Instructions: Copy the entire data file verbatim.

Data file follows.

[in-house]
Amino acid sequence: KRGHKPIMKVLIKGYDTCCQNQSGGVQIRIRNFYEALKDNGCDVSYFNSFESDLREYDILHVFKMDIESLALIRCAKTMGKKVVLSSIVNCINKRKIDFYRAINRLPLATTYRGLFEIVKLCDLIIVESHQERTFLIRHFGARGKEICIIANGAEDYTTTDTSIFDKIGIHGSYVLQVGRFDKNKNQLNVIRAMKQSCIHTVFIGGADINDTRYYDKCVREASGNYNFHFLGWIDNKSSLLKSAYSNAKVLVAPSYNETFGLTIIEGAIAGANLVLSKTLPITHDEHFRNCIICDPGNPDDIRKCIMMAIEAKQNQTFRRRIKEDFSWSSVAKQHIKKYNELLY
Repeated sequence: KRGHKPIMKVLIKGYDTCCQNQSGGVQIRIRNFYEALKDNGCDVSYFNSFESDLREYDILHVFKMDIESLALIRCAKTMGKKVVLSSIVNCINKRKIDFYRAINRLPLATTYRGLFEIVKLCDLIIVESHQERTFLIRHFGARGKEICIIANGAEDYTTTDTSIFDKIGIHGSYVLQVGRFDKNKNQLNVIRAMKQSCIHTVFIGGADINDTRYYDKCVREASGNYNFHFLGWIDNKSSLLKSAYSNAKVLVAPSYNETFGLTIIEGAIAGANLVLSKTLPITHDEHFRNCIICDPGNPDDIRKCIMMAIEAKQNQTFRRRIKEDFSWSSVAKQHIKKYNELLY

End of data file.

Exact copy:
[in-house]
Amino acid sequence: KRGHKPIMKVLIKGYDTCCQNQSGGVQIRIRNFYEALKDNGCDVSYFNSFESDLREYDILHVFKMDIESLALIRCAKTMGKKVVLSSIVNCINKRKIDFYRAINRLPLATTYRGLFEIVKLCDLIIVESHQERTFLIRHFGARGKEICIIANGAEDYTTTDTSIFDKIGIHGSYVLQVGRFDKNKNQLNVIRAMKQSCIHTVFIGGADINDTRYYDKCVREASGNYNFHFLGWIDNKSSLLKSAYSNAKVLVAPSYNETFGLTIIEGAIAGANLVLSKTLPITHDEHFRNCIICDPGNPDDIRKCIMMAIEAKQNQTFRRRIKEDFSWSSVAKQHIKKYNELLY
Repeated sequence: KRGHKPIMKVLIKGYDTCCQNQSGGVQIRIRNFYEALKDNGCDVSYFNSFESDLREYDILHVFKMDIESLALIRCAKTMGKKVVLSSIVNCINKRKIDFYRAINRLPLATTYRGLFEIVKLCDLIIVESHQERTFLIRHFGARGKEICIIANGAEDYTTTDTSIFDKIGIHGSYVLQVGRFDKNKNQLNVIRAMKQSCIHTVFIGGADINDTRYYDKCVREASGNYNFHFLGWIDNKSSLLKSAYSNAKVLVAPSYNETFGLTIIEGAIAGANLVLSKTLPITHDEHFRNCIICDPGNPDDIRKCIMMAIEAKQNQTFRRRIKEDFSWSSVAKQHIKKYNELLY